Nobody likes to wait in line. Whether it’s standing in line for an amusement park ride, queuing up at the doctor’s office or stuck in traffic -- nobody wants to wait for something that they want right now.
Waiting in line at the grocery store is an unpleasant reality for most people. After pushing a heavy metal cart around the store while being serenaded by sleep-inducing 70’s music, too often you are left to play checkout line bingo. Unfortunately, if you choose the slow moving checkout line, you will wait and wait to unload your groceries so they can be scanned and bagged. Grocery stores and other retailers have tried many ways to alleviate these delays with express checkout lanes (no more than 10 items, please!), barcode scanning wands that are attached to carts, RFID chips and smart pay solutions like Google Wallet and Apple Pay. These solutions only slightly alleviate the problem. By far, the worst solution is the dreaded self-checkout lanes. These shiny and usually very empty lanes beckon you, “We are open, come to us, come to us...” But, like the sirens’ songs to Odysseus, self-checkout lanes have proven to be as disastrous as rocky shore lines are to mariners – technologically deficient, often resulting in longer waits than traditional checkout lanes. It is no surprise that shoppers don’t use them.
In an effort to minimize wait times, online retailer and cloud service provider, Amazon, recently announced Amazon Go, a grocery store prototype that flips traditional grocery shopping on its head. Amazon calls the concept, “Just Walk Out Shopping.” Customers can walk into the store, scan their Amazon mobile app at the entrance, pick out their groceries and then just walk out of the store – skipping a checkout line completely. Amazon Go stores use cameras, sensors and artificial intelligence to tell which direction customers are looking as they make their food choices. Amazon automatically bills the account through the customer’s mobile app. No waiting in line, no cashiers, no fuss.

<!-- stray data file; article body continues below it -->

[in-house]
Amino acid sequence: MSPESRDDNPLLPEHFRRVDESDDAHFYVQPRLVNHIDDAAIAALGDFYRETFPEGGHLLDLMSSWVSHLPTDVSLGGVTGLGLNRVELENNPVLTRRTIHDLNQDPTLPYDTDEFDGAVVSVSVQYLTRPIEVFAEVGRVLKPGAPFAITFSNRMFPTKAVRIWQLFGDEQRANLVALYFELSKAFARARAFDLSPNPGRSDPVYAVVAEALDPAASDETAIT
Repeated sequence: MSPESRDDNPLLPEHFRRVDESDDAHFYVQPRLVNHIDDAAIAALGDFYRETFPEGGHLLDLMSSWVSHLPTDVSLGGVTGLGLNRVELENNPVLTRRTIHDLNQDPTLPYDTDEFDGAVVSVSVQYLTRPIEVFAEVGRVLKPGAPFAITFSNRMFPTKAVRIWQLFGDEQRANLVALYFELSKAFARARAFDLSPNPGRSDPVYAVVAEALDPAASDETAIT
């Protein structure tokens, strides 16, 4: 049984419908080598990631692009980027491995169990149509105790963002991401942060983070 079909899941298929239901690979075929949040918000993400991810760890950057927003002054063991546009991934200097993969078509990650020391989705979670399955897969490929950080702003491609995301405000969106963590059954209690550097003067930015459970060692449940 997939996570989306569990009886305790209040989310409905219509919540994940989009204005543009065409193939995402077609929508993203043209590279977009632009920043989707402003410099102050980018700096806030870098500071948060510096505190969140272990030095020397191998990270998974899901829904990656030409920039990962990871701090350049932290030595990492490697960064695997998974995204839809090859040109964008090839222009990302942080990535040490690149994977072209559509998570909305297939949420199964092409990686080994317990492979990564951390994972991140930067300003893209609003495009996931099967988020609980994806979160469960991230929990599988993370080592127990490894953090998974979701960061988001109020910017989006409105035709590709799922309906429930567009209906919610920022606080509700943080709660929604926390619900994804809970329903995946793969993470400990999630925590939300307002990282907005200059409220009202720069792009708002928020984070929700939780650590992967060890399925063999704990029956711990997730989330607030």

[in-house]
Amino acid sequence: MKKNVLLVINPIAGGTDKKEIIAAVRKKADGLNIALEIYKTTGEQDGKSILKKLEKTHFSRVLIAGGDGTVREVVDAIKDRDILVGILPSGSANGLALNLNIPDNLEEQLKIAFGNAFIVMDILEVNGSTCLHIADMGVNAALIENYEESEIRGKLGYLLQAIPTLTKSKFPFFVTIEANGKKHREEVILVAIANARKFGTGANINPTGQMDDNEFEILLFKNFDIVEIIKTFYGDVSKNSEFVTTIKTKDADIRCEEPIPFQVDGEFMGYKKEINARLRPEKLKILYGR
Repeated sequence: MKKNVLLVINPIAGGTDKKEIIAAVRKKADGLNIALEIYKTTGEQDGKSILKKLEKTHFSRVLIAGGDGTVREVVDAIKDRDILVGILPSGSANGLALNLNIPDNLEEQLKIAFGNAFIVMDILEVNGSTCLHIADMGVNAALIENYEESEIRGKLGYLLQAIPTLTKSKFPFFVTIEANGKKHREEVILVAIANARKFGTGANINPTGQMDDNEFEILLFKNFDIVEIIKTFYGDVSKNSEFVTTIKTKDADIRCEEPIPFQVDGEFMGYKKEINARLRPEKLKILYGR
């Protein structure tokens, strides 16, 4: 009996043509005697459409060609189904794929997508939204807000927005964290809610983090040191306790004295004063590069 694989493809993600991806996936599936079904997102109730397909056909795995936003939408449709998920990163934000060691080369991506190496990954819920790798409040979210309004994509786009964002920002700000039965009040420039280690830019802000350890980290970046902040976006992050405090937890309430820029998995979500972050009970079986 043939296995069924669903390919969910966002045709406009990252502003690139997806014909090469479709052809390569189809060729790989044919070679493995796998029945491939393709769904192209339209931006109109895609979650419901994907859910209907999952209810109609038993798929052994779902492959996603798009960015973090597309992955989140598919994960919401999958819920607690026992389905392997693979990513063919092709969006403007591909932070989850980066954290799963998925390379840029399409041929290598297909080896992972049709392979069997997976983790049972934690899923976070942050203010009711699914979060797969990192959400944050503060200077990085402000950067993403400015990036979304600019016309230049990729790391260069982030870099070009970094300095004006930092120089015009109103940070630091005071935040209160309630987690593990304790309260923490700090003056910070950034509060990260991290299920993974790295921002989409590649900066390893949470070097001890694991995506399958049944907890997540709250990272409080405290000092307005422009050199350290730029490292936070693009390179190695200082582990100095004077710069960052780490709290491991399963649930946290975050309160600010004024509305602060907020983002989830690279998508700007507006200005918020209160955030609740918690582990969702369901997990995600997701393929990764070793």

Amazon is essentially improving the customer experience in exchange for customer data. Amazon and other retailers already do this online as they track click history, deciding what to buy and what not to buy. With Amazon Go, the company can use all that customer tracking data to improve product selection, pricing efficiency and store layout by monitoring how each consumer moves through the store. If successful, Amazon will raise the bar on the retail grocery experience.
Grocery stores, as well as all brick and mortar retailers, might not be able to match the technological prowess of Amazon but they can see the direction they are headed. Retailers should look for ways to eliminate the friction and the frustration from their own customer experience. Examples already exist today including Wal-Mart entrance and exit greeters, free hot chocolate for skiers waiting for the ski lifts, airline clerks prioritizing passengers who have pending flights, rental car clerks with mobile checkout devices, line signage reminders and online appointment/booking solutions.
Online appointment solutions, like ours, allow companies to offer a choice to consumers how they can schedule the appointment time in advance and providing the company an opportunity to have the appropriate staff on hand – minimizing the chance that the consumer will have to wait in line. Our software allows consumers to easily change their appointment time and choose how they would like to be reminded of it. We, like Amazon, believe that there is always a way to mitigate the likelihood of standing line.
Don’t you have better things to do than wait in line?
We asked 2,000 consumers across the US and UK to understand their attitudes and opinions of retail stores. Download the full research today to learn more about the complex relationship between the online and offline worlds of retail, and discover what a fully connected online to offline experience should look like in 2017 and beyond.